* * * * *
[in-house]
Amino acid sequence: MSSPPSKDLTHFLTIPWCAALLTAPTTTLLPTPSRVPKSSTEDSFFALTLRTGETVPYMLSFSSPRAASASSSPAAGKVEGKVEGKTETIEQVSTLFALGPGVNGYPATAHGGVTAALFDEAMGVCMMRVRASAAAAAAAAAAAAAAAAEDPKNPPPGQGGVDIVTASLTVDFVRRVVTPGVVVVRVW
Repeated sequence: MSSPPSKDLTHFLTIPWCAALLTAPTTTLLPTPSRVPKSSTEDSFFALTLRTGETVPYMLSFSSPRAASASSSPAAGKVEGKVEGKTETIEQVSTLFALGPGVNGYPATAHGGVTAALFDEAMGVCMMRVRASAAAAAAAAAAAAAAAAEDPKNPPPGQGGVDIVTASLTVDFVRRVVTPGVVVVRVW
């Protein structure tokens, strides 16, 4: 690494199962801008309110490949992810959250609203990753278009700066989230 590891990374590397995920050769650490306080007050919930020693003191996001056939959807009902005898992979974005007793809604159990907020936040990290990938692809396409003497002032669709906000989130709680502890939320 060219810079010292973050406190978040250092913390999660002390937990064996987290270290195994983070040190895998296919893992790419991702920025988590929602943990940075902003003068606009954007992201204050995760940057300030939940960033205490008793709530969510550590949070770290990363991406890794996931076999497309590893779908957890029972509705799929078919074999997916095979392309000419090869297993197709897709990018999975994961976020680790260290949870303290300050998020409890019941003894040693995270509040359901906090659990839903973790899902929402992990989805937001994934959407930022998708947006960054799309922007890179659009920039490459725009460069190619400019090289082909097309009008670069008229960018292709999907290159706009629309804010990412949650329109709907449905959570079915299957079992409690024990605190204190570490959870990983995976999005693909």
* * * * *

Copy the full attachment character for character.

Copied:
[in-house]
Amino acid sequence: MSSPPSKDLTHFLTIPWCAALLTAPTTTLLPTPSRVPKSSTEDSFFALTLRTGETVPYMLSFSSPRAASASSSPAAGKVEGKVEGKTETIEQVSTLFALGPGVNGYPATAHGGVTAALFDEAMGVCMMRVRASAAAAAAAAAAAAAAAAEDPKNPPPGQGGVDIVTASLTVDFVRRVVTPGVVVVRVW
Repeated sequence: MSSPPSKDLTHFLTIPWCAALLTAPTTTLLPTPSRVPKSSTEDSFFALTLRTGETVPYMLSFSSPRAASASSSPAAGKVEGKVEGKTETIEQVSTLFALGPGVNGYPATAHGGVTAALFDEAMGVCMMRVRASAAAAAAAAAAAAAAAAEDPKNPPPGQGGVDIVTASLTVDFVRRVVTPGVVVVRVW
């Protein structure tokens, strides 16, 4: 690494199962801008309110490949992810959250609203990753278009700066989230 590891990374590397995920050769650490306080007050919930020693003191996001056939959807009902005898992979974005007793809604159990907020936040990290990938692809396409003497002032669709906000989130709680502890939320 060219810079010292973050406190978040250092913390999660002390937990064996987290270290195994983070040190895998296919893992790419991702920025988590929602943990940075902003003068606009954007992201204050995760940057300030939940960033205490008793709530969510550590949070770290990363991406890794996931076999497309590893779908957890029972509705799929078919074999997916095979392309000419090869297993197709897709990018999975994961976020680790260290949870303290300050998020409890019941003894040693995270509040359901906090659990839903973790899902929402992990989805937001994934959407930022998708947006960054799309922007890179659009920039490459725009460069190619400019090289082909097309009008670069008229960018292709999907290159706009629309804010990412949650329109709907449905959570079915299957079992409690024990605190204190570490959870990983995976999005693909």